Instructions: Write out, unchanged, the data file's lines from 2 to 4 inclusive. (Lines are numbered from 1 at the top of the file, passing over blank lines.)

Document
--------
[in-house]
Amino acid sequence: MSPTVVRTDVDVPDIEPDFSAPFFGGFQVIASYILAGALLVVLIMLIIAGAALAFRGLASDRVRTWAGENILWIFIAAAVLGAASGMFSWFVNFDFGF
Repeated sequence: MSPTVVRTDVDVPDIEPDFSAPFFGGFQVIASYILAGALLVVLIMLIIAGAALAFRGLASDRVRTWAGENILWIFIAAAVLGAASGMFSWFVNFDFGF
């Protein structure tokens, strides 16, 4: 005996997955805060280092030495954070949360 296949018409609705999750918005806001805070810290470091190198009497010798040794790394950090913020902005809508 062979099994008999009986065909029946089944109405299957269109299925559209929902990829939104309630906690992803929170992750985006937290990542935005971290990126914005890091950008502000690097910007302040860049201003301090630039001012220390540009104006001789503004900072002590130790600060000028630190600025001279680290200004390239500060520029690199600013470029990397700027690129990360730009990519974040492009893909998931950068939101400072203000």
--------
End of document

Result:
Amino acid sequence: MSPTVVRTDVDVPDIEPDFSAPFFGGFQVIASYILAGALLVVLIMLIIAGAALAFRGLASDRVRTWAGENILWIFIAAAVLGAASGMFSWFVNFDFGF
Repeated sequence: MSPTVVRTDVDVPDIEPDFSAPFFGGFQVIASYILAGALLVVLIMLIIAGAALAFRGLASDRVRTWAGENILWIFIAAAVLGAASGMFSWFVNFDFGF
């Protein structure tokens, strides 16, 4: 005996997955805060280092030495954070949360 296949018409609705999750918005806001805070810290470091190198009497010798040794790394950090913020902005809508 062979099994008999009986065909029946089944109405299957269109299925559209929902990829939104309630906690992803929170992750985006937290990542935005971290990126914005890091950008502000690097910007302040860049201003301090630039001012220390540009104006001789503004900072002590130790600060000028630190600025001279680290200004390239500060520029690199600013470029990397700027690129990360730009990519974040492009893909998931950068939101400072203000």